YOUR GLOBAL RUNDOWN
- Missouri’s governor proposes a new office to prepare the state for droughts and floods.
- California officials will release 15 percent of requested water supplies to districts after winter storms last month.
- Demonstrators protest sewage dumps in the River Thames in the United Kingdom after a late warning resulted in swimmers wading through raw sewage last month.
- Experts say British Columbia should be proactively investing in climate adaptation measures within the province’s agricultural sector.
Tamil Nadu’s chief minister oversees road restoration after an active monsoon season.
“Since (the chief minister) is directly inspecting road works, officials are taking this very seriously and there is no room for any substandard work or irregularities.” – Sekar Babu, minister for Hindu religious and charitable endowments department. After an active monsoon season, Tamil Nadu’s Chief Minister M.K. Stalin will personally oversee the infrastructure restoration in Chennai. More than 1,000 roads are being reconstructed after Chennai experienced heavy rains and flooding last November. Stalin, who served as mayor of Chennai between 1996 and 2002, vowed to fix Chennai’s chronic flooding issues, and has been seen visiting construction sites to ensure proper measures are being taken before next monsoon season.
In Recent Water News
In Case You Missed It:
HotSpots H2O: As Dust Settles in Tonga After Volcanic Eruption, Drinking Water Now the ‘Biggest Life-Saving Issue’ – Ocean water and volcanic ash have contaminated the drinking water of tens of thousands of people in the Pacific Island nation.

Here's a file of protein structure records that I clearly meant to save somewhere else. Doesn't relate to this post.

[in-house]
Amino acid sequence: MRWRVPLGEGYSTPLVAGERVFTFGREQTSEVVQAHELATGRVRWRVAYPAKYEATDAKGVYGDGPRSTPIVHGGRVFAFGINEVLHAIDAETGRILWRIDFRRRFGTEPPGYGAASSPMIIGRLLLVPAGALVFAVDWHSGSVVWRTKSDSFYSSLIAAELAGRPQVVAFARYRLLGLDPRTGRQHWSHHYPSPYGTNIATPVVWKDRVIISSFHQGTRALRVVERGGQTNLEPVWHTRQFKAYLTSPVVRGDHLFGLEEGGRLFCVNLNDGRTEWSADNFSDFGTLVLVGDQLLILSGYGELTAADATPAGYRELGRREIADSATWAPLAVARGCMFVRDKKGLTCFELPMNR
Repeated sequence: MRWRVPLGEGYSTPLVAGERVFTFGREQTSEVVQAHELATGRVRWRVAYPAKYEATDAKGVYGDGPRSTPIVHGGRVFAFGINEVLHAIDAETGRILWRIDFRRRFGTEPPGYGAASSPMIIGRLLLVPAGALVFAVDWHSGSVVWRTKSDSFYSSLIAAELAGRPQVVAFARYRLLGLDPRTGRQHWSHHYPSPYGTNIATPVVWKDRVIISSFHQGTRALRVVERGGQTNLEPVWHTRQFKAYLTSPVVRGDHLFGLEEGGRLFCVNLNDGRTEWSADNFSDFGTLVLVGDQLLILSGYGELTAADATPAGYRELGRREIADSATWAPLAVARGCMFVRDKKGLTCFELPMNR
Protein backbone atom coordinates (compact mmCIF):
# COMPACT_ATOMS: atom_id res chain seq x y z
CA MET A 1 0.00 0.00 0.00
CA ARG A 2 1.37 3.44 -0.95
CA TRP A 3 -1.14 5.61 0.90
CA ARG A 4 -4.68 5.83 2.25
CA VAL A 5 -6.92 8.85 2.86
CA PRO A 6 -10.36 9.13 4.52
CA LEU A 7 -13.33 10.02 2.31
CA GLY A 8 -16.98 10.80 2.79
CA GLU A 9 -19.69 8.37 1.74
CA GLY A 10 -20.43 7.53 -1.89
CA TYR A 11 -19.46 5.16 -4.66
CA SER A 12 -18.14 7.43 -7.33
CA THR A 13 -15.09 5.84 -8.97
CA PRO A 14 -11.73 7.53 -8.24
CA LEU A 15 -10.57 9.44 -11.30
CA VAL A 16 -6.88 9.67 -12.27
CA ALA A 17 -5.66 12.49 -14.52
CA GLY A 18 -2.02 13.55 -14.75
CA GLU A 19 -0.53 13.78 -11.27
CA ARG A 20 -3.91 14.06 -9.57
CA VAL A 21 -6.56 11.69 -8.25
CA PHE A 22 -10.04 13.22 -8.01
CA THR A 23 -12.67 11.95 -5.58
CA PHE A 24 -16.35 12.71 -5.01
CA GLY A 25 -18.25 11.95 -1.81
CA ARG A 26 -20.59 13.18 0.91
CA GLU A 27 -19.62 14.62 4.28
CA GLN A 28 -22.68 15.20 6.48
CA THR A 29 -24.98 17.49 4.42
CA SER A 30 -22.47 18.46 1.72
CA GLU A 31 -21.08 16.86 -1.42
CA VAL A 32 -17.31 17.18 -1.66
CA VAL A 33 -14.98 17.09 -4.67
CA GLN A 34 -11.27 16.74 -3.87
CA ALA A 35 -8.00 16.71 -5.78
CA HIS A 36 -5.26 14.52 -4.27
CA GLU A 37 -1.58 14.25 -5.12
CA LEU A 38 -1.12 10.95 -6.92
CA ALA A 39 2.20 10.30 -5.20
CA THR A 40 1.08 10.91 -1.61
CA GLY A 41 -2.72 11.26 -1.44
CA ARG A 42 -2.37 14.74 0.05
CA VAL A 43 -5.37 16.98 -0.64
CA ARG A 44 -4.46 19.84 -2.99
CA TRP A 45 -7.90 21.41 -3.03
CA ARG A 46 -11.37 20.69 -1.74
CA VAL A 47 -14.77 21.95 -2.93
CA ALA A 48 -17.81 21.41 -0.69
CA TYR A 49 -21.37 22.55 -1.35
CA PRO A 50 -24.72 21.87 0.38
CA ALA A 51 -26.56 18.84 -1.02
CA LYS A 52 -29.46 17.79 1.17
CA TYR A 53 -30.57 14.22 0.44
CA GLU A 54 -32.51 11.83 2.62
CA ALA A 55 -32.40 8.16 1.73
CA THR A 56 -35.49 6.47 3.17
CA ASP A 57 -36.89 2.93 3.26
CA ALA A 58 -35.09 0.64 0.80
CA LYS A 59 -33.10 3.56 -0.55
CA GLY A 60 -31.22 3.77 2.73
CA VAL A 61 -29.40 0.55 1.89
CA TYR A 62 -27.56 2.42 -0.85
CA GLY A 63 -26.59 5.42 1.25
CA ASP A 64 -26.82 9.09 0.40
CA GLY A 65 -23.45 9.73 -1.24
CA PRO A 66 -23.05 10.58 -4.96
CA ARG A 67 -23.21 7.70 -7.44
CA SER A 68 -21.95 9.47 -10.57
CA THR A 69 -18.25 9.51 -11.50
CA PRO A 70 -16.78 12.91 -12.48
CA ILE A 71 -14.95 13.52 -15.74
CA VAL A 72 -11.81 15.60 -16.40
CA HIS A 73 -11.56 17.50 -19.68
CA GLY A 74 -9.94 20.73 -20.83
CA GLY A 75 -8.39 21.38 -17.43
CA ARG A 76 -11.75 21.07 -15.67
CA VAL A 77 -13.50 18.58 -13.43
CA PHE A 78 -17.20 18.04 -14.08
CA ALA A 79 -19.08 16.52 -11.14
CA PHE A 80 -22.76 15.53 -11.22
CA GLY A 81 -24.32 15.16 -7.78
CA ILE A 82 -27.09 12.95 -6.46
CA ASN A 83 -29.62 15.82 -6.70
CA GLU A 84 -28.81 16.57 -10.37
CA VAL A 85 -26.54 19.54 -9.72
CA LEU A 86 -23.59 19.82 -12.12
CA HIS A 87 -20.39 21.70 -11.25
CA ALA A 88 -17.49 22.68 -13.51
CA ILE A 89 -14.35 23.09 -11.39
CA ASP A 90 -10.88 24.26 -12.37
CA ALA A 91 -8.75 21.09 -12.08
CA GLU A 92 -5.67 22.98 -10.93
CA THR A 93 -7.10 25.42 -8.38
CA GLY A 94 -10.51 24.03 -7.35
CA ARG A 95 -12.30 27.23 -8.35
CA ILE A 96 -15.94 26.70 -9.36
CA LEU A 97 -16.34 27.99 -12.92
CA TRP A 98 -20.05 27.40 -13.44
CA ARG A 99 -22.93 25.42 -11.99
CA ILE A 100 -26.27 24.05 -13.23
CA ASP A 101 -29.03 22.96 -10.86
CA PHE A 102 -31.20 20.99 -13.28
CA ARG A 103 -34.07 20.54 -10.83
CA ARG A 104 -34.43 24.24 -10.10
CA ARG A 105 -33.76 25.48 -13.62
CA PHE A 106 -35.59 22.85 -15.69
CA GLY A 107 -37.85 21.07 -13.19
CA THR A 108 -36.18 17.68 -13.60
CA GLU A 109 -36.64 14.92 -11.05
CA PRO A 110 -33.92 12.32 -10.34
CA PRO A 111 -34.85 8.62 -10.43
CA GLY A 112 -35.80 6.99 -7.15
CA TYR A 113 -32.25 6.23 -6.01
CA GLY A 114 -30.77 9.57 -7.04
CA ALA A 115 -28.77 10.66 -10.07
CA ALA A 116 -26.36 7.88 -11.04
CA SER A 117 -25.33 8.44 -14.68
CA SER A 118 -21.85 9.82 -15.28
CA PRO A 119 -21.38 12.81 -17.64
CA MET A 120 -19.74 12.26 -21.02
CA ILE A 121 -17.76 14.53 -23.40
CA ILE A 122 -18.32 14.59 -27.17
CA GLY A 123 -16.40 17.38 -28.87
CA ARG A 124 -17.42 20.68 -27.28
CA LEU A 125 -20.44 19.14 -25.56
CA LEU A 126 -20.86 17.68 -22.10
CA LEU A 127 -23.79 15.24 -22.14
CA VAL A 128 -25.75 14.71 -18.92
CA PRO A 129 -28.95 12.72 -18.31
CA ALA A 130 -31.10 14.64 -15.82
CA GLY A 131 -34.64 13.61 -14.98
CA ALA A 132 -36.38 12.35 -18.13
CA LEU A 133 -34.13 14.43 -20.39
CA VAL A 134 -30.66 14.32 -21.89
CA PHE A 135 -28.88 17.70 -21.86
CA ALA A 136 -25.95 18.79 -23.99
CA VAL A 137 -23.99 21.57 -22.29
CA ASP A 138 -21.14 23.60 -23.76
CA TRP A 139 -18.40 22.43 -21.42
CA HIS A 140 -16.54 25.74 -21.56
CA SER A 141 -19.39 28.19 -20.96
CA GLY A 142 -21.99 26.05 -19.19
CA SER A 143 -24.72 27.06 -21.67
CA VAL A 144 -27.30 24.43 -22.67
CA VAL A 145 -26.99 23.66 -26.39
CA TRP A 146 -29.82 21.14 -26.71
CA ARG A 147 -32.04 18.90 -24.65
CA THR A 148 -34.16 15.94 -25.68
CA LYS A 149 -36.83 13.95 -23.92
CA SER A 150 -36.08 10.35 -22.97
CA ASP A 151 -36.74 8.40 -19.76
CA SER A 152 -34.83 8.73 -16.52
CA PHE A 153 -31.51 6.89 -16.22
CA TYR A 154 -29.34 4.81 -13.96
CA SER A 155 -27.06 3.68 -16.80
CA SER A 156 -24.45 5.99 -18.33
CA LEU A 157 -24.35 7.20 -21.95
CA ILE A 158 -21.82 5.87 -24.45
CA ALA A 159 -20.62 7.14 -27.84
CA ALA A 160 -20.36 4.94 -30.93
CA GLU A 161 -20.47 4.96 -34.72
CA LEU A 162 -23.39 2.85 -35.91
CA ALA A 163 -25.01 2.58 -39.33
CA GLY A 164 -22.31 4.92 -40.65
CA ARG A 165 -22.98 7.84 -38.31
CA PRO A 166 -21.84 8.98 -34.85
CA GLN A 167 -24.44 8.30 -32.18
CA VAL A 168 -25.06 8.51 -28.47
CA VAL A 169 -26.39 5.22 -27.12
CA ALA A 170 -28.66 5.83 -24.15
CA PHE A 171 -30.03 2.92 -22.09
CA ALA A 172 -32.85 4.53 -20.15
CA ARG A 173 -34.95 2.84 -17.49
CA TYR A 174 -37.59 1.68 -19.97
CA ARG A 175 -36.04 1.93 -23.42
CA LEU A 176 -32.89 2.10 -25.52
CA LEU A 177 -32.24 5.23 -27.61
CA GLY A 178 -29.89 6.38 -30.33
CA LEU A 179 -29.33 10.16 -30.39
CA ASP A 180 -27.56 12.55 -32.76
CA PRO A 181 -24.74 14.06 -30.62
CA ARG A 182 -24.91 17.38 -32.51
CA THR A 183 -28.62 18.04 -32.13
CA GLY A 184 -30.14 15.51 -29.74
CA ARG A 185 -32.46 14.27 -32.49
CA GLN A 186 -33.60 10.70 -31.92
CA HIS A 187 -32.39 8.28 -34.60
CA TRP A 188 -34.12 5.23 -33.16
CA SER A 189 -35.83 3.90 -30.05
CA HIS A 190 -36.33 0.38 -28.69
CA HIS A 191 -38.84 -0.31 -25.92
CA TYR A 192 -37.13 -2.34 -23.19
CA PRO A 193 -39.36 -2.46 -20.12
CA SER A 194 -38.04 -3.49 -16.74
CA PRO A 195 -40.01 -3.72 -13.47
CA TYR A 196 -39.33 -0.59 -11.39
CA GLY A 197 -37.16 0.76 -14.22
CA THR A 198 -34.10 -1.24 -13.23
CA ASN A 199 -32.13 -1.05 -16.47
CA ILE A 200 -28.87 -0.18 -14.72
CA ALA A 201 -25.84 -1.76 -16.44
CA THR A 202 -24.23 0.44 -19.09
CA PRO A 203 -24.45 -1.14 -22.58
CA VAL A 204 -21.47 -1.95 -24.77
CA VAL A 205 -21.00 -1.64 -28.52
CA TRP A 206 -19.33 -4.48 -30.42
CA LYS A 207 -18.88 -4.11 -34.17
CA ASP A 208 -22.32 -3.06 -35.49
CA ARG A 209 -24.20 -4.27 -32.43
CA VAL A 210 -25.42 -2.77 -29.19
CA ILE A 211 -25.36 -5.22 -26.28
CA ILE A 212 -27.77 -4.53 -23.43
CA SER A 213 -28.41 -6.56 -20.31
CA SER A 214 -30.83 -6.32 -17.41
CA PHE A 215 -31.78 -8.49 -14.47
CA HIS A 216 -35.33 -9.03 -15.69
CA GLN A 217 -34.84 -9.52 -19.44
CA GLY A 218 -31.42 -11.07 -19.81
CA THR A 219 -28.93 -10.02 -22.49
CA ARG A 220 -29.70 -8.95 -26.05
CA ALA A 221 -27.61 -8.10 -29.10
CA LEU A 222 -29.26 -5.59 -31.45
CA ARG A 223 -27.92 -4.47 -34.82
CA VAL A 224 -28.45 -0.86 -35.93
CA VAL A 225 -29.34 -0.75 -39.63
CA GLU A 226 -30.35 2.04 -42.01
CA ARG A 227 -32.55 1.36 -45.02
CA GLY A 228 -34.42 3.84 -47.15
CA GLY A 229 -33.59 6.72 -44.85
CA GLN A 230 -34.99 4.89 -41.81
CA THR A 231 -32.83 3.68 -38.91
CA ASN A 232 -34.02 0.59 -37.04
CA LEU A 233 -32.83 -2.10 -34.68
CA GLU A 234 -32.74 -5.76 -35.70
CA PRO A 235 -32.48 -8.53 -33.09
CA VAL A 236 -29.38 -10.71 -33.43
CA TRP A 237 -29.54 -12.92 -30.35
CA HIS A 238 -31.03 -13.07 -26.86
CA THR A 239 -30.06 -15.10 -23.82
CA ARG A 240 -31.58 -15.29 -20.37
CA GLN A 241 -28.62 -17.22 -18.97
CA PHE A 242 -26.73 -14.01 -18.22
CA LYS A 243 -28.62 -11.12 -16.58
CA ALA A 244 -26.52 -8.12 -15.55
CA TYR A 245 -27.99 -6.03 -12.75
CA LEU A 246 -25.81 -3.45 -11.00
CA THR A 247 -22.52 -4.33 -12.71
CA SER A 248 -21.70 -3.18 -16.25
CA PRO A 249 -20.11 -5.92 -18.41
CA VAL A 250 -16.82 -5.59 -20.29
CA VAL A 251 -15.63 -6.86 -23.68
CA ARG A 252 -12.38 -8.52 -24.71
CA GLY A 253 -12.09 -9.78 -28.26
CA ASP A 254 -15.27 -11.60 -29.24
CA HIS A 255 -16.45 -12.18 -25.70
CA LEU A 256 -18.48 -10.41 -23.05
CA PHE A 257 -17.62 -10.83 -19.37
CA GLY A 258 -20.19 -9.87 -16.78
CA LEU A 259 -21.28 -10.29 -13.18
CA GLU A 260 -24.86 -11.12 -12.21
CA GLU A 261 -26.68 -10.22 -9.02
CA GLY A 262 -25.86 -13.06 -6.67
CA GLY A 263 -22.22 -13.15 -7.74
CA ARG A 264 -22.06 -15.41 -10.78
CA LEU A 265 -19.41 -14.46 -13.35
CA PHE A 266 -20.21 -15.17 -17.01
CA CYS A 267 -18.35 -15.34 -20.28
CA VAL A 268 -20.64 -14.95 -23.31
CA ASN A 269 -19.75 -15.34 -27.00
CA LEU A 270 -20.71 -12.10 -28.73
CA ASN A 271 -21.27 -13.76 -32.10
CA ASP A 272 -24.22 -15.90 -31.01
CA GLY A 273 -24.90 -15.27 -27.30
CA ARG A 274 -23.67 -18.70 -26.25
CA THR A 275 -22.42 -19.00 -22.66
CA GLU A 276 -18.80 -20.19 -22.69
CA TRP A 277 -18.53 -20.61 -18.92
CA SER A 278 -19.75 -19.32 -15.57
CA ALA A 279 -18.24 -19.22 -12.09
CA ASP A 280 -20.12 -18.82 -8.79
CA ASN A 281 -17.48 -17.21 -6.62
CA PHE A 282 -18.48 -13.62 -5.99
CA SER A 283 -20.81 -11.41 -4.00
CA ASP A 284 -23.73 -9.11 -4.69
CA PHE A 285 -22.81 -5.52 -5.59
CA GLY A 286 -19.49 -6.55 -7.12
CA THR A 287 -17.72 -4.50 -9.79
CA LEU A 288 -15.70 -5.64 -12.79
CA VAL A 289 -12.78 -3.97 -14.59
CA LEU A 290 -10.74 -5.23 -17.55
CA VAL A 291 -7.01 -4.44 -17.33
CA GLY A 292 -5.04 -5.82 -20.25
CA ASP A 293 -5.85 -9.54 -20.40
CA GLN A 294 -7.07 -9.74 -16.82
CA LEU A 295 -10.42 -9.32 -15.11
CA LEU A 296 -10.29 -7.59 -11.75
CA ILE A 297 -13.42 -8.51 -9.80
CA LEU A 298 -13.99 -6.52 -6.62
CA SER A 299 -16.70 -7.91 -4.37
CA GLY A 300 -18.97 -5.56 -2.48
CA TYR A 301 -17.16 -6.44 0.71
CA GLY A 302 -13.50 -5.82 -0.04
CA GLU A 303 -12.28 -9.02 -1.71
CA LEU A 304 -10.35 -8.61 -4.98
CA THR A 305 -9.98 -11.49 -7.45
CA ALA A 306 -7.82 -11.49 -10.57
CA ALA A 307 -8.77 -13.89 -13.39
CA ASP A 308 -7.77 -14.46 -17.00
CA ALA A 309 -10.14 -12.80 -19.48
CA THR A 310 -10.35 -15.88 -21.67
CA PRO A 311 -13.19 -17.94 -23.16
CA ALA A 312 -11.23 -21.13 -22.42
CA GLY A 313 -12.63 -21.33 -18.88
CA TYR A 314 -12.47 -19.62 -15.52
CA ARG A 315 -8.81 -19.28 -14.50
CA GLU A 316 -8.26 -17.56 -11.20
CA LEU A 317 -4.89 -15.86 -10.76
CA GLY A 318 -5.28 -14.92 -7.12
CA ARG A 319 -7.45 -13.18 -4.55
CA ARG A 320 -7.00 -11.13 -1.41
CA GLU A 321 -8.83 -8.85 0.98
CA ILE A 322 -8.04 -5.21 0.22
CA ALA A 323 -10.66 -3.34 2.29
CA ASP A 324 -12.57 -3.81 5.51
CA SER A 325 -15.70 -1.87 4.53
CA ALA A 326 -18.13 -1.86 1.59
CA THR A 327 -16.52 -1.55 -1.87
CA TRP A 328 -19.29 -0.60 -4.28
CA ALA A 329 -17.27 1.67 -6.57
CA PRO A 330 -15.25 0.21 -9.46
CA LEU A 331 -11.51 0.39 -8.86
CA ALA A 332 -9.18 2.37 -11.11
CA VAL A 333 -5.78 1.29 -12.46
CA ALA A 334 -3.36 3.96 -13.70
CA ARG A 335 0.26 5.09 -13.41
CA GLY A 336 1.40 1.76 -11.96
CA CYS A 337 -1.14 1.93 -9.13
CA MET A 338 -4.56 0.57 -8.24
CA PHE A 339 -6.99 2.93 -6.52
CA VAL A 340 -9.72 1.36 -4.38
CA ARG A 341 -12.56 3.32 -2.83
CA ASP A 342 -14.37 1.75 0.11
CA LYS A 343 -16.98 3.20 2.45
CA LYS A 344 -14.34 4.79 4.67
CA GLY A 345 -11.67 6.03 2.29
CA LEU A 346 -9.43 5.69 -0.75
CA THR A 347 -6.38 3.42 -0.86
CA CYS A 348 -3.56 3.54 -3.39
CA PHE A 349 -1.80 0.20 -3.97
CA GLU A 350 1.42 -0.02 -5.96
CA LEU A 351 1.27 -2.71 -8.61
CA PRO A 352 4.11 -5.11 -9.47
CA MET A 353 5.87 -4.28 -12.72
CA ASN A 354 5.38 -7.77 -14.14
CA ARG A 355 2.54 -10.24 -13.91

What’s Up With Water—January 24, 2022 – This week’s episode covers a strategically important dam in Syria that was the target of a U.S. bombing campaign during the war against the Islamic State, the rising cost of water in Chicago’s communities of color, and U.K. water companies that are under scrutiny for improperly handling wastewater.
Missouri Governor Proposes ‘Hydrology Information Center’ To Prepare For Future Floods and Droughts
Missouri Gov. Mike Parson has proposed setting up a $10.4-million office to protect the state from future floods and droughts. The center would help the state shift “from a reactive to a proactive response” to flood protection and improve the current system of measuring stream depth. The governor released the plan as part of his proposed 2022 budget.
Today’s Top Water Stories, Told In Numbers
California officials announced last week that water districts will receive 15 percent of requested supplies for 2022 after wet winter storms replenished state storage. Last month, the state said for the first time it would supply none of the requested water aside from what was needed for necessities like drinking and bathing.
More than 200 people protested the release of raw sewage into the River Thames this week in Oxford, England. The protest comes after Thames Water, a U.K. water utility, sent a late warning on Christmas Day, resulting in swimmers wading through raw sewage.
On the Radar
Experts say more urgent investment in climate adaptation measures for British Columbia’s agricultural sector are needed to prevent future disasters. Extreme weather in British Columbia over the past year, like prolonged heatwaves and extensive flooding have underscored the importance of strengthening the sector’s resilience to climate change.
Jane is a Communications Associate for Circle of Blue. She writes The Stream and has covered domestic and international water issues for Circle of Blue. She is a recent graduate of Grand Valley State University, where she studied Multimedia Journalism and Women, Gender and Sexuality Studies. During her time at Grand Valley, she was the host of the Community Service Learning Center podcast Be the Change. Currently based in Grand Rapids, Michigan, Jane enjoys listening to music, reading and spending time outdoors.